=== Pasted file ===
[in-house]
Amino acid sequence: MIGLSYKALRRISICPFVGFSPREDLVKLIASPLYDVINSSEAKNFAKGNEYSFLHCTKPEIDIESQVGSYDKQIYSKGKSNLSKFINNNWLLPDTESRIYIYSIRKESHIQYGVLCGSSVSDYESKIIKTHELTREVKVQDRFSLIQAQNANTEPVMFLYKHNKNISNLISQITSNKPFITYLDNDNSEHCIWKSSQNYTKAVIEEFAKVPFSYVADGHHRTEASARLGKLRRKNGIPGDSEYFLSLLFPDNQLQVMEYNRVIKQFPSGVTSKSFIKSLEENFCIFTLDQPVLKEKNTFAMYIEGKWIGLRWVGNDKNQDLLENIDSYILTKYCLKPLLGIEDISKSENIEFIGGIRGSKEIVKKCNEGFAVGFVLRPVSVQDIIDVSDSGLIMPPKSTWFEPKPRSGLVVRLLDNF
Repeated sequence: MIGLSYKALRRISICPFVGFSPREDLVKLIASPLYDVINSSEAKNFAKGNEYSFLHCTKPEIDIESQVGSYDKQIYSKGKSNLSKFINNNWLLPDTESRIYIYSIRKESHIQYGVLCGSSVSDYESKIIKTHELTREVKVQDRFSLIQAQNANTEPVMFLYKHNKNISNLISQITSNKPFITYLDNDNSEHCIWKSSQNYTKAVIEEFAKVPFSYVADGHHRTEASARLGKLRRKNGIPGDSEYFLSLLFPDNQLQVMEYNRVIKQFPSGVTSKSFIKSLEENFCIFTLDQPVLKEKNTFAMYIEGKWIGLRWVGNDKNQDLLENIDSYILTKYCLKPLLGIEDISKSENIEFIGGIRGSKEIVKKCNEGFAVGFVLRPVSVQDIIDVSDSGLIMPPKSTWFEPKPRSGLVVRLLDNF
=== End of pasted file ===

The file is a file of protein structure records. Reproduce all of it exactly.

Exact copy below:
[in-house]
Amino acid sequence: MIGLSYKALRRISICPFVGFSPREDLVKLIASPLYDVINSSEAKNFAKGNEYSFLHCTKPEIDIESQVGSYDKQIYSKGKSNLSKFINNNWLLPDTESRIYIYSIRKESHIQYGVLCGSSVSDYESKIIKTHELTREVKVQDRFSLIQAQNANTEPVMFLYKHNKNISNLISQITSNKPFITYLDNDNSEHCIWKSSQNYTKAVIEEFAKVPFSYVADGHHRTEASARLGKLRRKNGIPGDSEYFLSLLFPDNQLQVMEYNRVIKQFPSGVTSKSFIKSLEENFCIFTLDQPVLKEKNTFAMYIEGKWIGLRWVGNDKNQDLLENIDSYILTKYCLKPLLGIEDISKSENIEFIGGIRGSKEIVKKCNEGFAVGFVLRPVSVQDIIDVSDSGLIMPPKSTWFEPKPRSGLVVRLLDNF
Repeated sequence: MIGLSYKALRRISICPFVGFSPREDLVKLIASPLYDVINSSEAKNFAKGNEYSFLHCTKPEIDIESQVGSYDKQIYSKGKSNLSKFINNNWLLPDTESRIYIYSIRKESHIQYGVLCGSSVSDYESKIIKTHELTREVKVQDRFSLIQAQNANTEPVMFLYKHNKNISNLISQITSNKPFITYLDNDNSEHCIWKSSQNYTKAVIEEFAKVPFSYVADGHHRTEASARLGKLRRKNGIPGDSEYFLSLLFPDNQLQVMEYNRVIKQFPSGVTSKSFIKSLEENFCIFTLDQPVLKEKNTFAMYIEGKWIGLRWVGNDKNQDLLENIDSYILTKYCLKPLLGIEDISKSENIEFIGGIRGSKEIVKKCNEGFAVGFVLRPVSVQDIIDVSDSGLIMPPKSTWFEPKPRSGLVVRLLDNF